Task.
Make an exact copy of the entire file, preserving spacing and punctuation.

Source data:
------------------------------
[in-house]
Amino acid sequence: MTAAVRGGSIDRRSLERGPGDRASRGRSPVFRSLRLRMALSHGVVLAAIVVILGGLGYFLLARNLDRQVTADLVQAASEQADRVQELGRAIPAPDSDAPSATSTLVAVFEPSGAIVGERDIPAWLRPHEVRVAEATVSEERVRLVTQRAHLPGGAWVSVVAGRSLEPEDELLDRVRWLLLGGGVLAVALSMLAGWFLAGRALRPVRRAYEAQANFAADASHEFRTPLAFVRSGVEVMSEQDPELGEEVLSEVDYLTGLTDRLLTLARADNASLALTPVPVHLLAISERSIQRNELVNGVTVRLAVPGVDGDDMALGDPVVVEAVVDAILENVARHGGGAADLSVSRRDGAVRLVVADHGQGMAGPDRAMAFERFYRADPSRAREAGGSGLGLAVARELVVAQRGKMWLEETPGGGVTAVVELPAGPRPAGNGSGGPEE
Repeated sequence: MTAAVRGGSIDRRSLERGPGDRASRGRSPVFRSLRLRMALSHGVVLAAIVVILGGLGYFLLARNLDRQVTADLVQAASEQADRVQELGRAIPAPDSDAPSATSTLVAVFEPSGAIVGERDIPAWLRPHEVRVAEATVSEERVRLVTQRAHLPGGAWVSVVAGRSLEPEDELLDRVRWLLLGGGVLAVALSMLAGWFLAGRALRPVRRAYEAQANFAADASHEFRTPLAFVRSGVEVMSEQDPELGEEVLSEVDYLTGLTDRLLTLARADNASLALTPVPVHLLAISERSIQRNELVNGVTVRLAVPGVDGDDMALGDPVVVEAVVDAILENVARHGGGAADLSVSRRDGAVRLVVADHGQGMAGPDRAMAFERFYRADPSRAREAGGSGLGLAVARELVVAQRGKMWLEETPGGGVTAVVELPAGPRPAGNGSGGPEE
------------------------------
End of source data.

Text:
[in-house]
Amino acid sequence: MTAAVRGGSIDRRSLERGPGDRASRGRSPVFRSLRLRMALSHGVVLAAIVVILGGLGYFLLARNLDRQVTADLVQAASEQADRVQELGRAIPAPDSDAPSATSTLVAVFEPSGAIVGERDIPAWLRPHEVRVAEATVSEERVRLVTQRAHLPGGAWVSVVAGRSLEPEDELLDRVRWLLLGGGVLAVALSMLAGWFLAGRALRPVRRAYEAQANFAADASHEFRTPLAFVRSGVEVMSEQDPELGEEVLSEVDYLTGLTDRLLTLARADNASLALTPVPVHLLAISERSIQRNELVNGVTVRLAVPGVDGDDMALGDPVVVEAVVDAILENVARHGGGAADLSVSRRDGAVRLVVADHGQGMAGPDRAMAFERFYRADPSRAREAGGSGLGLAVARELVVAQRGKMWLEETPGGGVTAVVELPAGPRPAGNGSGGPEE
Repeated sequence: MTAAVRGGSIDRRSLERGPGDRASRGRSPVFRSLRLRMALSHGVVLAAIVVILGGLGYFLLARNLDRQVTADLVQAASEQADRVQELGRAIPAPDSDAPSATSTLVAVFEPSGAIVGERDIPAWLRPHEVRVAEATVSEERVRLVTQRAHLPGGAWVSVVAGRSLEPEDELLDRVRWLLLGGGVLAVALSMLAGWFLAGRALRPVRRAYEAQANFAADASHEFRTPLAFVRSGVEVMSEQDPELGEEVLSEVDYLTGLTDRLLTLARADNASLALTPVPVHLLAISERSIQRNELVNGVTVRLAVPGVDGDDMALGDPVVVEAVVDAILENVARHGGGAADLSVSRRDGAVRLVVADHGQGMAGPDRAMAFERFYRADPSRAREAGGSGLGLAVARELVVAQRGKMWLEETPGGGVTAVVELPAGPRPAGNGSGGPEE